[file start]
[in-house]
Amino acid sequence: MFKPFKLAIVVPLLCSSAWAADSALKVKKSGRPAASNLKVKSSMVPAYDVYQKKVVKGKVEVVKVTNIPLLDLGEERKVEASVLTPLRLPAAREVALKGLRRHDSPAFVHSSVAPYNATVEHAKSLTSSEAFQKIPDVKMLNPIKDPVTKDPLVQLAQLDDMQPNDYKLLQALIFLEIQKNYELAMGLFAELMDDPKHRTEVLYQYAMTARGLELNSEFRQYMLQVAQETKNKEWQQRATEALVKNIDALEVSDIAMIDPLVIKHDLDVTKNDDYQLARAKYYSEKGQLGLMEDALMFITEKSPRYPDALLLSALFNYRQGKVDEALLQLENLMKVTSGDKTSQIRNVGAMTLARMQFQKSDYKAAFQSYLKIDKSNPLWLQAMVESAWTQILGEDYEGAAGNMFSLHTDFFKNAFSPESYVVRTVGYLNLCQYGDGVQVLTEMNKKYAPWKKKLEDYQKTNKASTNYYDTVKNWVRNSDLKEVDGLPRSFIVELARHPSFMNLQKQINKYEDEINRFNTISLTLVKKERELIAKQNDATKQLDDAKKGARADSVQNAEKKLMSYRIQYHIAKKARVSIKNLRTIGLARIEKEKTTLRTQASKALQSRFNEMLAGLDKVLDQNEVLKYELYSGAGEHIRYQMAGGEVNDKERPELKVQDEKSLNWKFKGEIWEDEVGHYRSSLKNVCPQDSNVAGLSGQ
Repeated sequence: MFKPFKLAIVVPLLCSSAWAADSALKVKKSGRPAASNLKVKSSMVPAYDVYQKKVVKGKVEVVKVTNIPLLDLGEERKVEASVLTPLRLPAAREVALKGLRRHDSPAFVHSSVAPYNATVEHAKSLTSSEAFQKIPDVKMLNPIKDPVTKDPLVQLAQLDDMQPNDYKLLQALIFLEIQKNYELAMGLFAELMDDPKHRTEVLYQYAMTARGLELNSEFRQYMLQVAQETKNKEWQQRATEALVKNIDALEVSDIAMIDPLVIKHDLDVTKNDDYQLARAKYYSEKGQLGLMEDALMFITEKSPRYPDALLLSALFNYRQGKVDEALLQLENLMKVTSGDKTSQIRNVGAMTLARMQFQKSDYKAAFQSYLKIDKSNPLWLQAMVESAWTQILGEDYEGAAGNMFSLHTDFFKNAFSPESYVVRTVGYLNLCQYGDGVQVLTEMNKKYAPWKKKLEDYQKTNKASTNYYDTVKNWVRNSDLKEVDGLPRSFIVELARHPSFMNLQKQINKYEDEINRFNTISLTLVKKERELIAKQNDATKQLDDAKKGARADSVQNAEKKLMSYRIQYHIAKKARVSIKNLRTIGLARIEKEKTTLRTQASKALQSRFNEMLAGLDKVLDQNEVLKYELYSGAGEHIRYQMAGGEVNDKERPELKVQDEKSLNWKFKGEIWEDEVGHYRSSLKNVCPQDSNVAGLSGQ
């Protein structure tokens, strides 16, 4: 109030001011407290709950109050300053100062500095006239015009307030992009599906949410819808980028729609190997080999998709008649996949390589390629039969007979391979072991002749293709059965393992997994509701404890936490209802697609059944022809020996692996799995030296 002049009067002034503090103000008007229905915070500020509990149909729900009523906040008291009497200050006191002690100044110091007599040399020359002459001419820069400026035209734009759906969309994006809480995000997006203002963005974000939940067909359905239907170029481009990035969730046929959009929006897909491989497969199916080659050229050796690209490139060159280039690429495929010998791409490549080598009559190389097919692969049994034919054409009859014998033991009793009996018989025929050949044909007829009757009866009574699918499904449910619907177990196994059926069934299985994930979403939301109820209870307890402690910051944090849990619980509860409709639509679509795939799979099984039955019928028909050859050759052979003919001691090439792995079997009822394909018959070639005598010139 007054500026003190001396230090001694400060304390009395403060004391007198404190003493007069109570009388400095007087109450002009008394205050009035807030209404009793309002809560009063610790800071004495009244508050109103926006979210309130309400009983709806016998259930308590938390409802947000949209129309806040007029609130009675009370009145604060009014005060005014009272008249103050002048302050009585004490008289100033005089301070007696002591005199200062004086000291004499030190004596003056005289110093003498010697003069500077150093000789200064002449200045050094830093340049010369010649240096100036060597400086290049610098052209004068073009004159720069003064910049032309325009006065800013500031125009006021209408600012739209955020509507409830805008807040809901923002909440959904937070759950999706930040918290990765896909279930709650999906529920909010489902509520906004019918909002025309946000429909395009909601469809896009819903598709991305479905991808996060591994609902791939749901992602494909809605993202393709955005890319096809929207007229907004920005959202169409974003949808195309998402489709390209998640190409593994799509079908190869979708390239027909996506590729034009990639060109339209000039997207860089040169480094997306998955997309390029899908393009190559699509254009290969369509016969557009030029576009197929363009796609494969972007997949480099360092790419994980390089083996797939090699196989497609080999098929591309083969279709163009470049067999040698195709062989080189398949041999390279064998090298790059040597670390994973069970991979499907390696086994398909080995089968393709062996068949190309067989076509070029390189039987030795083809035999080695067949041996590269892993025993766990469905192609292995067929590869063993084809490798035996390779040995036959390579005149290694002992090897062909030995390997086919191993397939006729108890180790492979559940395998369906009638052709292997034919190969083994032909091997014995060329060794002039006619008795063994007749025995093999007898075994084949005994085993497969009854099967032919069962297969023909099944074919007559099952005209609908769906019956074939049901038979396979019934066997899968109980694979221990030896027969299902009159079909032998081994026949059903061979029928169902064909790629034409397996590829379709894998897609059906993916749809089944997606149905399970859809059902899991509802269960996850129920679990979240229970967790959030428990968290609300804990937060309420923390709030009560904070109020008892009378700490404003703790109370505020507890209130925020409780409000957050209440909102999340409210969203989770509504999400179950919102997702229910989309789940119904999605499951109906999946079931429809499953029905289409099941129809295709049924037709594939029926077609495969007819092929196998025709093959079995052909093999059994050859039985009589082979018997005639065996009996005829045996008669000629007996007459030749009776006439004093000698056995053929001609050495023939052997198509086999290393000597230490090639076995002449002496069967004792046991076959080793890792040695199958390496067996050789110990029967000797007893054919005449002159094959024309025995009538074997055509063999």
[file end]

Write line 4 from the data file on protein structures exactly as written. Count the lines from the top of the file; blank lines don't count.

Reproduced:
């Protein structure tokens, strides 16, 4: 109030001011407290709950109050300053100062500095006239015009307030992009599906949410819808980028729609190997080999998709008649996949390589390629039969007979391979072991002749293709059965393992997994509701404890936490209802697609059944022809020996692996799995030296 002049009067002034503090103000008007229905915070500020509990149909729900009523906040008291009497200050006191002690100044110091007599040399020359002459001419820069400026035209734009759906969309994006809480995000997006203002963005974000939940067909359905239907170029481009990035969730046929959009929006897909491989497969199916080659050229050796690209490139060159280039690429495929010998791409490549080598009559190389097919692969049994034919054409009859014998033991009793009996018989025929050949044909007829009757009866009574699918499904449910619907177990196994059926069934299985994930979403939301109820209870307890402690910051944090849990619980509860409709639509679509795939799979099984039955019928028909050859050759052979003919001691090439792995079997009822394909018959070639005598010139 007054500026003190001396230090001694400060304390009395403060004391007198404190003493007069109570009388400095007087109450002009008394205050009035807030209404009793309002809560009063610790800071004495009244508050109103926006979210309130309400009983709806016998259930308590938390409802947000949209129309806040007029609130009675009370009145604060009014005060005014009272008249103050002048302050009585004490008289100033005089301070007696002591005199200062004086000291004499030190004596003056005289110093003498010697003069500077150093000789200064002449200045050094830093340049010369010649240096100036060597400086290049610098052209004068073009004159720069003064910049032309325009006065800013500031125009006021209408600012739209955020509507409830805008807040809901923002909440959904937070759950999706930040918290990765896909279930709650999906529920909010489902509520906004019918909002025309946000429909395009909601469809896009819903598709991305479905991808996060591994609902791939749901992602494909809605993202393709955005890319096809929207007229907004920005959202169409974003949808195309998402489709390209998640190409593994799509079908190869979708390239027909996506590729034009990639060109339209000039997207860089040169480094997306998955997309390029899908393009190559699509254009290969369509016969557009030029576009197929363009796609494969972007997949480099360092790419994980390089083996797939090699196989497609080999098929591309083969279709163009470049067999040698195709062989080189398949041999390279064998090298790059040597670390994973069970991979499907390696086994398909080995089968393709062996068949190309067989076509070029390189039987030795083809035999080695067949041996590269892993025993766990469905192609292995067929590869063993084809490798035996390779040995036959390579005149290694002992090897062909030995390997086919191993397939006729108890180790492979559940395998369906009638052709292997034919190969083994032909091997014995060329060794002039006619008795063994007749025995093999007898075994084949005994085993497969009854099967032919069962297969023909099944074919007559099952005209609908769906019956074939049901038979396979019934066997899968109980694979221990030896027969299902009159079909032998081994026949059903061979029928169902064909790629034409397996590829379709894998897609059906993916749809089944997606149905399970859809059902899991509802269960996850129920679990979240229970967790959030428990968290609300804990937060309420923390709030009560904070109020008892009378700490404003703790109370505020507890209130925020409780409000957050209440909102999340409210969203989770509504999400179950919102997702229910989309789940119904999605499951109906999946079931429809499953029905289409099941129809295709049924037709594939029926077609495969007819092929196998025709093959079995052909093999059994050859039985009589082979018997005639065996009996005829045996008669000629007996007459030749009776006439004093000698056995053929001609050495023939052997198509086999290393000597230490090639076995002449002496069967004792046991076959080793890792040695199958390496067996050789110990029967000797007893054919005449002159094959024309025995009538074997055509063999």